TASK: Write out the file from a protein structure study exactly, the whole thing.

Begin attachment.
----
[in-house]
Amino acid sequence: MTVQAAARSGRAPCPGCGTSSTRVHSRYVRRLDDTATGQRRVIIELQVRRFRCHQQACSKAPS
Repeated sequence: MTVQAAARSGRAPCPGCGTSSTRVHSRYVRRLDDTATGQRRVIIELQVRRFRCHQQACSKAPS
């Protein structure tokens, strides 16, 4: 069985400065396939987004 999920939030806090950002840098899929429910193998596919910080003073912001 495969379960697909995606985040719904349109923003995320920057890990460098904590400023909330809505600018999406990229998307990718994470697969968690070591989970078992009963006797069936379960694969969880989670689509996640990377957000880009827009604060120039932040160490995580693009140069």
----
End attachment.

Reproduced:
[in-house]
Amino acid sequence: MTVQAAARSGRAPCPGCGTSSTRVHSRYVRRLDDTATGQRRVIIELQVRRFRCHQQACSKAPS
Repeated sequence: MTVQAAARSGRAPCPGCGTSSTRVHSRYVRRLDDTATGQRRVIIELQVRRFRCHQQACSKAPS
């Protein structure tokens, strides 16, 4: 069985400065396939987004 999920939030806090950002840098899929429910193998596919910080003073912001 495969379960697909995606985040719904349109923003995320920057890990460098904590400023909330809505600018999406990229998307990718994470697969968690070591989970078992009963006797069936379960694969969880989670689509996640990377957000880009827009604060120039932040160490995580693009140069």